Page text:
Car batteries die eventually. They all do. But how long could your car battery last? That depends on a number of factors. What kind of battery do you have? Have you accidentally left any headlights or anything on? What kind of climate do you live in? Here in San Antonio, Texas, the news isn’t good in that department. Let’s examine your car battery and go over how you may be able to extend its life.
First and foremost is the climate. There’s really not much you can do about this one. You see, extreme heat can cause the solution inside your battery to evaporate. However, if your battery is in a remote location such as the trunk or under the seat, it may be somewhat protected from the heat.
Battery Life Expectancy
Previously, car battery makers sold 48-, 60-, 72-, and 84-month options. These days those time period estimates are not used very often because so many factors can impact your battery’s life, such as the climate here in Texas. Now, look for terms such as “good, better, and best,” to differentiate battery levels. Remember though, few car batteries last longer that five years, so keep that in mind the next time you shop for a new one.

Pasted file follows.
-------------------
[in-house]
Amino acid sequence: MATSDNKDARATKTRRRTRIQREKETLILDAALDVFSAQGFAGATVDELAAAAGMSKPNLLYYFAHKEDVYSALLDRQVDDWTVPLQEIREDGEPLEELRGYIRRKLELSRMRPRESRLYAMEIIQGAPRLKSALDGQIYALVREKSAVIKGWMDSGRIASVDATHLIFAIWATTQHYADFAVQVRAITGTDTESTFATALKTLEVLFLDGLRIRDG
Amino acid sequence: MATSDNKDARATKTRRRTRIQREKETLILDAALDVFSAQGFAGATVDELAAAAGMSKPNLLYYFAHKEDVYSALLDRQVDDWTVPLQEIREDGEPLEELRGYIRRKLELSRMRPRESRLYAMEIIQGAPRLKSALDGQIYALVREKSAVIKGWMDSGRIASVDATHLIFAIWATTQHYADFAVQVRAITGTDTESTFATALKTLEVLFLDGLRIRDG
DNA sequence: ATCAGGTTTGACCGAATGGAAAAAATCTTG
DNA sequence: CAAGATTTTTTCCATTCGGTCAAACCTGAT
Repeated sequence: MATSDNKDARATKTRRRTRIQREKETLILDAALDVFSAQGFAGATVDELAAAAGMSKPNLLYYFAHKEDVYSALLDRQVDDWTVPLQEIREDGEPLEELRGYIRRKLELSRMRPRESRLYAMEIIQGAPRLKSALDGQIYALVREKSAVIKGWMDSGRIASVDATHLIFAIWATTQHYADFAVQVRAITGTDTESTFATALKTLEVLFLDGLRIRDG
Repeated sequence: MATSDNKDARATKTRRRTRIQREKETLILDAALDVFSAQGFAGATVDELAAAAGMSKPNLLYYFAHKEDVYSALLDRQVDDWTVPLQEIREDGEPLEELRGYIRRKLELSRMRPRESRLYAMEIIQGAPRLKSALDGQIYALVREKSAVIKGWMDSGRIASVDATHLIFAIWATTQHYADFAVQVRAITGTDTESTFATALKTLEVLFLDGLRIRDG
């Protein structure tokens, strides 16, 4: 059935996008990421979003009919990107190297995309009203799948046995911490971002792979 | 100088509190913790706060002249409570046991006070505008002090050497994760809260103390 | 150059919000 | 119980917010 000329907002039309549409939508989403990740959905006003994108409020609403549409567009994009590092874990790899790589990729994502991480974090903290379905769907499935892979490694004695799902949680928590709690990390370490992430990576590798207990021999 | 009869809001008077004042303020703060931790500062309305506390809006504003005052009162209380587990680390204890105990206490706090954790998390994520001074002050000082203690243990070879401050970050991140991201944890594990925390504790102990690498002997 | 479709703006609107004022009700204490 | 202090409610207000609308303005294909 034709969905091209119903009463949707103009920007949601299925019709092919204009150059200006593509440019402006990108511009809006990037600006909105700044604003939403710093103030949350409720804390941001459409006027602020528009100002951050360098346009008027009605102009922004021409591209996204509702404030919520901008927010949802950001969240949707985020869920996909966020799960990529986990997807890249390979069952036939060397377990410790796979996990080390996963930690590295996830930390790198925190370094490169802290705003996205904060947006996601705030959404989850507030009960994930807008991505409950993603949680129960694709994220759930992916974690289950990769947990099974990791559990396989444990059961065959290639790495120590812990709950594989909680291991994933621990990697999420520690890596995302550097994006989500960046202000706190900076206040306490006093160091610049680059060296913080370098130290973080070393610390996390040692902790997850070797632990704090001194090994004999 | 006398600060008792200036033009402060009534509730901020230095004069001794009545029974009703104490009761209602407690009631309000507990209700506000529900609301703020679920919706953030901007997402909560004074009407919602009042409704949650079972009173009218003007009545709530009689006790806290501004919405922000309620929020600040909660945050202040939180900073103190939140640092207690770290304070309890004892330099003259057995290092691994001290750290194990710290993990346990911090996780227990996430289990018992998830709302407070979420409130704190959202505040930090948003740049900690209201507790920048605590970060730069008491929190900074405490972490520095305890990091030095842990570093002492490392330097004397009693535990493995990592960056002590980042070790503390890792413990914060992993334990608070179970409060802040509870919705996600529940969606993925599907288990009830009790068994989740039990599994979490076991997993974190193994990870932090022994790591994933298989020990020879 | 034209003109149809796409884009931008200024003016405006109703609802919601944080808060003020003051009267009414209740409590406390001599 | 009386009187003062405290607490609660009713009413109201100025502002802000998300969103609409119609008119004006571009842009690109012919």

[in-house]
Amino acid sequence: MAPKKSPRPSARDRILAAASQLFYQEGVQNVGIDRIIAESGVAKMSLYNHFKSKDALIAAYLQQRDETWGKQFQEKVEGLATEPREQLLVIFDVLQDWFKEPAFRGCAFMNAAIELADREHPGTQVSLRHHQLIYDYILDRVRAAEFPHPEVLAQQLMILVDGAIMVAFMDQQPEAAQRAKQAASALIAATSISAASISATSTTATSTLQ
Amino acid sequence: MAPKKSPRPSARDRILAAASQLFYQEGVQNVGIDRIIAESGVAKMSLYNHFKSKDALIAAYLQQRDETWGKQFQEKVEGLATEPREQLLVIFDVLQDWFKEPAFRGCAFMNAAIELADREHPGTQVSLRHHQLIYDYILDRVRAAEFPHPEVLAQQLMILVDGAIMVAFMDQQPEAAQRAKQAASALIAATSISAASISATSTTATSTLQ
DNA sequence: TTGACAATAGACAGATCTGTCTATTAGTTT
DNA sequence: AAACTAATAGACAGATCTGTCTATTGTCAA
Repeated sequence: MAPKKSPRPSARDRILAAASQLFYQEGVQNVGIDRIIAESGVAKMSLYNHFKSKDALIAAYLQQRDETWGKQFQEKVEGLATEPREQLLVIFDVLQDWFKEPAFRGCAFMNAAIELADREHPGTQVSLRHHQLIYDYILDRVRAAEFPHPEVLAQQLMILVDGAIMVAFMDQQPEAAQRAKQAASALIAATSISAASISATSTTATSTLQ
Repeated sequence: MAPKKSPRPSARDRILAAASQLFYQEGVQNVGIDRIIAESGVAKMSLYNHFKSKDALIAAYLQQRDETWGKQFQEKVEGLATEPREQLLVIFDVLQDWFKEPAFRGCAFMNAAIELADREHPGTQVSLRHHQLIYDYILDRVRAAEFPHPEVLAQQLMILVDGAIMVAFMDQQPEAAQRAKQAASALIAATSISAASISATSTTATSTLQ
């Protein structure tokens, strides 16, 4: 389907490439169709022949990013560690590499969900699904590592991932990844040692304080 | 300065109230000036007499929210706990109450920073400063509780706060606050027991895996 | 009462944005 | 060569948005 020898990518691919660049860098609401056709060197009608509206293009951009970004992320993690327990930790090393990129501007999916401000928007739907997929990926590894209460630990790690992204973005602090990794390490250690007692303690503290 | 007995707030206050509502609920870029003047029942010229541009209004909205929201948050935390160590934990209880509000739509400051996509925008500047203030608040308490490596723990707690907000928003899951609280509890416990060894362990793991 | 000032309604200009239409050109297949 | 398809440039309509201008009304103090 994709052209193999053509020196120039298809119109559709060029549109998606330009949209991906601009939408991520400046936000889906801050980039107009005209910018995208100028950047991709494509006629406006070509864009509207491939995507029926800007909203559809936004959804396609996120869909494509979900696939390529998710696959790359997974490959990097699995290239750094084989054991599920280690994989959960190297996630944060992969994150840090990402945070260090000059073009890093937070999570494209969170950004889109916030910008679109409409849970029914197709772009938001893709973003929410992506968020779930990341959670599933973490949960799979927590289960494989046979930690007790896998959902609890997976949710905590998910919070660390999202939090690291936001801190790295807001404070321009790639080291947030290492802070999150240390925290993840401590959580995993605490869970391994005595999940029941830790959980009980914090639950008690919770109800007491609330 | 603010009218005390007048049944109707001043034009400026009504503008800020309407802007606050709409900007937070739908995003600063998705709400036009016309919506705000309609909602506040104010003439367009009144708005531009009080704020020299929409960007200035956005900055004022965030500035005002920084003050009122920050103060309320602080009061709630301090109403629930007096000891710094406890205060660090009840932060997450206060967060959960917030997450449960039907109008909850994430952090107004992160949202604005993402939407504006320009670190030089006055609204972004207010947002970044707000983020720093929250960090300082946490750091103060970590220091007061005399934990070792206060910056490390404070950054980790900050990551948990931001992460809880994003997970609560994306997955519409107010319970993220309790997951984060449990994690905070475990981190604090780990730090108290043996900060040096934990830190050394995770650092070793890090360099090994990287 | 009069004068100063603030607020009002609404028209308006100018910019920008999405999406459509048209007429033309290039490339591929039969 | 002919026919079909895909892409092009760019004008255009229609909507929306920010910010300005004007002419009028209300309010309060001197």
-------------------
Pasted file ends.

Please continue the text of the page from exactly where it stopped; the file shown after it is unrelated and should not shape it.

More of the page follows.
Why Batteries Don’t Last Longer
Many batteries are wet cell, also known as flooded car batteries. They contain a mixture of two-thirds water and one-third sulfuric acid. Over time, this solution begins to eat itself and weaken the battery.
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Extend The Life Of Your Battery
First and foremost is proper maintenance. Is the battery securely fastened in its tray to minimize vibration? In addition, check the charging system. Are the alternator and belts in good condition? If you can easily see the battery, check the terminals to be sure there isn’t corrosion building up. And of course, try to get into a habit of making sure your headlights are turned off when you leave your vehicle at night.